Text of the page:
Provincial governments can also use student loan/grant (e.g. OSAP) programs to cushion the political fallout of option 4. It seems to me that although a large percentage of students do not vote, their parents do vote (and their parents are often paying a share of their university costs). The current Ontario government allowed small tuition fee increases, but also greatly increased the percent of students eligible for OSAP loans (at least that was what someone told me). Their justification was to help middle class families with multiple college aged children.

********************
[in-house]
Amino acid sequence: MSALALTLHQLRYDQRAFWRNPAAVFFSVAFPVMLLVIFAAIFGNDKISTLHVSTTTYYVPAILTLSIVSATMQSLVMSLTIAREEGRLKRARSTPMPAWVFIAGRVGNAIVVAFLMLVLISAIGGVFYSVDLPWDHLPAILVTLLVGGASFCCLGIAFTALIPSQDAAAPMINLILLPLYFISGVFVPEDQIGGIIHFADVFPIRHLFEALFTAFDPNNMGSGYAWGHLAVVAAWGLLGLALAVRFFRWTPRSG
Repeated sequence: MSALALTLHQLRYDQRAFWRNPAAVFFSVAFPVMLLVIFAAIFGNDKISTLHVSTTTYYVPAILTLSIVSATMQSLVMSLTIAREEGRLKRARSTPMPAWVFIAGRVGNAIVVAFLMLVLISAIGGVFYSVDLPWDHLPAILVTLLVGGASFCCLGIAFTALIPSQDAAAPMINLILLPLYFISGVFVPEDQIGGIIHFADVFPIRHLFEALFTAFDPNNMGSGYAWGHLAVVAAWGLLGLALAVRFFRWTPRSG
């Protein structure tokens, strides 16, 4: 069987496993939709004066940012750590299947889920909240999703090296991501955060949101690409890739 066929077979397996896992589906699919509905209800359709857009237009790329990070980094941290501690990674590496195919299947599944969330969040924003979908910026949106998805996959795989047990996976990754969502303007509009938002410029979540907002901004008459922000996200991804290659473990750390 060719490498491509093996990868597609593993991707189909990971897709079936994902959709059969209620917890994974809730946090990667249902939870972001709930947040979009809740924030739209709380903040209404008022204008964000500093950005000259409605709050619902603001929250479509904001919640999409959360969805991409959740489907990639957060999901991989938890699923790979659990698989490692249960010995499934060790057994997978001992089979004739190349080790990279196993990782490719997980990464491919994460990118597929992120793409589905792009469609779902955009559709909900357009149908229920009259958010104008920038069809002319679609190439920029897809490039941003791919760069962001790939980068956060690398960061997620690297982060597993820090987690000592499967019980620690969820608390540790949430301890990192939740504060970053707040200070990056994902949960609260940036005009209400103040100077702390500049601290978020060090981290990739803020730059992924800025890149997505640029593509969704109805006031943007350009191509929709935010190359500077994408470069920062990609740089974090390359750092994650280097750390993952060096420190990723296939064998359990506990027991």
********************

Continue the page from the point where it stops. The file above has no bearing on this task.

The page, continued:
Joel "It seems to me that although a large percentage of students do not vote, their parents do vote (and their parents are often paying a share of their university costs)." - yes, this is a very good point.

Gregory: "The problem was that once you had "invested", say, $50K in your education, you were no longer in a position to take low-paying jobs in the non-profit sector to exercise your newly enlightened moral being."

What percentage of university graduates take "low-paying jobs in the non-profit sector"? Probably pretty small. Was the percentage higher when tuition was lower? Probably not.